Data Factory Copy Activity

The source of the copy activity uses the REST connector. The base url is set to "https://api.loganalytics.io/v1/workspaces/[workspace ID]/" (with your workspace ID populated and without the quotes). Authentication is set to Anonymous. Below is my source dataset for the copy activity. Notice that the relative url is set to “query”.

Connection properties of a dataset in Azure Data Factory. The base url points to https://api.loganalytics.io/v1/workspaces/[workspaceid] with the workspace ID not shown. The relative url contains the string "query".
ADF Dataset referencing a REST linked service pointing to the Log Analytics API

The Source properties of the copy activity should reference this REST dataset. The request method should be POST, and the KQL query should be placed in the request body (more on this below).

Two additional headers need to be added in the Source properties.

Additional Headers section of a Data Factory copy activity. Two headers are shown. 1) content-type: application/json; charset=utf-8 2) Authorization: @concat('Bearer ', activity('Get Bearer Token').output.access_token)
Additional headers in the Source properties of the ADF copy activity

The Authorization header should pass a string formatted as “Bearer [Auth Token]” (with a space between the string “Bearer” and the token). The example above retrieves the token from the web activity that executes before the copy activity in the pipeline. Make sure you are securing your inputs and outputs so your secrets and tokens are not being logged in Data Factory. This option is currently found on the General properties of each activity.

Embedding a KQL Query in the Copy Activity

You must pass the KQL query to the API as a JSON string. But this string is already inside the JSON created by Data Factory. Data Factory is a bit picky in how you enter the query. Here is an example of how to populate the request body in the copy activity.

{
"query": "AzureDiagnostics | where TimeGenerated between(datetime('2020-12-15') .. datetime('2020-12-16')) | where database_name_s == 'mydatabasename'" 
}

Note that the curly braces are on separate lines, but the query must be on one line. So where I had my query spread across 3 lines in the Log Analytics user interface as shown at the beginning of this post, I have to delete the line breaks for the query to work in Data Factory.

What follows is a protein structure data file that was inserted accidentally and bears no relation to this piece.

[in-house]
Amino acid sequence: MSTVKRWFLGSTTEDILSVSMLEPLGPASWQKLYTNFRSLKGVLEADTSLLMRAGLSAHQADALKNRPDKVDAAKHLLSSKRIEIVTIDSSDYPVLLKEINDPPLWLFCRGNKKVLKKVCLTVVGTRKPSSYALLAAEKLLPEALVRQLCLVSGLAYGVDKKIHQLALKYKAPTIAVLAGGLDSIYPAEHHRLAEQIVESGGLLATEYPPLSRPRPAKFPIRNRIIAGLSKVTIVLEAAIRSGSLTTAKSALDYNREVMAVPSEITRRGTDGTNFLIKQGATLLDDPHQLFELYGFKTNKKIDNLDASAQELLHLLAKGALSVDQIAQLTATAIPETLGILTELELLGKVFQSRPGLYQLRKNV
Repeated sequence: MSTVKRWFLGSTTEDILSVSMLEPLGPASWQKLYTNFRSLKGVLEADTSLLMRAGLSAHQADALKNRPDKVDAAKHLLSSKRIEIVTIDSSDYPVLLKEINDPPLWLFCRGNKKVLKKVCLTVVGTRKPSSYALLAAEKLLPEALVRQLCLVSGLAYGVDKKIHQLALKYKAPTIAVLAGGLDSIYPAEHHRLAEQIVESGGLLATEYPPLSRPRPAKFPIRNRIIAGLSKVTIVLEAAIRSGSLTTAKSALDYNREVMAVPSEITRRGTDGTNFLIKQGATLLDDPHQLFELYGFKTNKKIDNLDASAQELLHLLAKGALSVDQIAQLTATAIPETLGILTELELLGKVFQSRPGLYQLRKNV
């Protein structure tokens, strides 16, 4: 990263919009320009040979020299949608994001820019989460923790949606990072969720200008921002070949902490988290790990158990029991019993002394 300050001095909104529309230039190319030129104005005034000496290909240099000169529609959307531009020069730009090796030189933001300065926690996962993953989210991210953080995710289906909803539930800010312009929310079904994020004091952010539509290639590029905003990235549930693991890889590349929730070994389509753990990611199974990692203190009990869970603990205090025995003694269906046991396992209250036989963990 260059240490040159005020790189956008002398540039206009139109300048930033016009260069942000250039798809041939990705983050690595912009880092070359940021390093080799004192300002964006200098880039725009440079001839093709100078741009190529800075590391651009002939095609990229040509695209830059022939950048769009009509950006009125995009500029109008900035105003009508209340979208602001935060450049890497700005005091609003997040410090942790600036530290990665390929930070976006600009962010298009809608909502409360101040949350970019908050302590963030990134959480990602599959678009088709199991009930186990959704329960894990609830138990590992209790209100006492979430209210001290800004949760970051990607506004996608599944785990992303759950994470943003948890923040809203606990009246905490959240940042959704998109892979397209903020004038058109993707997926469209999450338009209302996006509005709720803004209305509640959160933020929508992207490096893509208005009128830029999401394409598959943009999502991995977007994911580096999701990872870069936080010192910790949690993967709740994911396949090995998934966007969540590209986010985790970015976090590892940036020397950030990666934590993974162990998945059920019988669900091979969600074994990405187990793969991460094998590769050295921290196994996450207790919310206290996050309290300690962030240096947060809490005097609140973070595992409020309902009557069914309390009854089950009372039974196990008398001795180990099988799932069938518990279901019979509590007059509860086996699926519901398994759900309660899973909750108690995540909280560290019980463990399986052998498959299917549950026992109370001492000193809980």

The other thing to note is that I am using single quotes to contain string literals. KQL supports either single or double quotes to encode string literals. But using double quotes in your KQL and then putting that inside the double quotes in the request body in ADF leads to errors and frustration (ask me how I know). So make it easy on yourself and use single quotes for any string literals in your KQL query.

In my project, we were looping through multiple databases for customized time frames, so my request body is dynamically populated. Below is a request body similar to what I use for my copy activity that retrieves Azure Metrics such as CPU percent and data storage percent. The values come from a lookup activity. In this case, the SQL stored procedure that is executed by the lookup puts the single quotes around the database name so it is returned as ‘mydatabasename’.

{
"query": "AzureMetrics | where TimeGenerated between (datetime(@{item().TimeStart}) .. datetime(@{item().TimeEnd})) | where Resource == @{item().DatabaseName} | project SourceSystem , TimeGenerated , Resource, ResourceGroup , ResourceProvider , SubscriptionId , MetricName , Total , Count , Maximum , Minimum , TimeGrain , UnitName , Type, ResourceId"
}

With dynamically populated queries like the above, string interpolation is your friend. Paul Andrew’s post on variable string interpolation in a REST API body helped me understand this and get my API request to produce the required results.

You can do similar things with Data Factory to query the Application Insights API. In fact, this blog post on the subject helped me figure out how to get the Log Analytics data I needed.

Be Aware of API Limits

There are limits to the frequency and amount of data you can pull from the Log Analytics API. As noted in the API documentation:

  • Queries cannot return more than 500,000 rows
  • Queries cannot return more than 64,000,000 bytes (~61 MiB total data)
  • Queries cannot run longer than 10 minutes (3 minutes by default)

If there is a risk that you may hit the limit on rows or bytes, you need to be aware that the Log Analytics API does not return an error in this case. It will return the results up to the limit and then note the “partial query failure” in the result set. As far as I can tell, there is no option for pagination, so you will need to adjust your query to keep it under the limits. My current process uses a Get Metadata activity after the copy activity to check file sizes for anything close to the limit and then breaks that query into smaller chunks and re-executes it.

It’s All in the Details

I had a lot of trial and error as I worked my way through populating the request body in the API call and dealing with API limits. I hope this helps you avoid some of the pitfalls.